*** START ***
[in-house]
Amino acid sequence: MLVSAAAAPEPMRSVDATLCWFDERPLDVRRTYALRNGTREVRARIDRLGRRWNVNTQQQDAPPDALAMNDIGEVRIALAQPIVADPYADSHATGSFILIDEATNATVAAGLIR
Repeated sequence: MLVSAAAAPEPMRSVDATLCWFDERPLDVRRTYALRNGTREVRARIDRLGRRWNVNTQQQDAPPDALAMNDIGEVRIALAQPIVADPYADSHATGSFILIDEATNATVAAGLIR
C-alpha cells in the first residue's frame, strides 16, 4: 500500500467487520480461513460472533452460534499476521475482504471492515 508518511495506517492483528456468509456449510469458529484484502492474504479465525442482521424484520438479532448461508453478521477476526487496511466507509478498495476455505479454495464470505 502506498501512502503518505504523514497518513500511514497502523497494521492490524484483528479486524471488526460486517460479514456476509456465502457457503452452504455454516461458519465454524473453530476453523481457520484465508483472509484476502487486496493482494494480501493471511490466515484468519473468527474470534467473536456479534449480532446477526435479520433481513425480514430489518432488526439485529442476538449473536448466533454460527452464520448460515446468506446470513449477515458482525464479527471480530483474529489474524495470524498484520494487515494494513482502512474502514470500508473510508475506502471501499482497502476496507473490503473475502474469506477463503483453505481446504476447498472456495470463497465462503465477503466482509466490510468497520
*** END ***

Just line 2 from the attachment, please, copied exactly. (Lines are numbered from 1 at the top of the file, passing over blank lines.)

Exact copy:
Amino acid sequence: MLVSAAAAPEPMRSVDATLCWFDERPLDVRRTYALRNGTREVRARIDRLGRRWNVNTQQQDAPPDALAMNDIGEVRIALAQPIVADPYADSHATGSFILIDEATNATVAAGLIR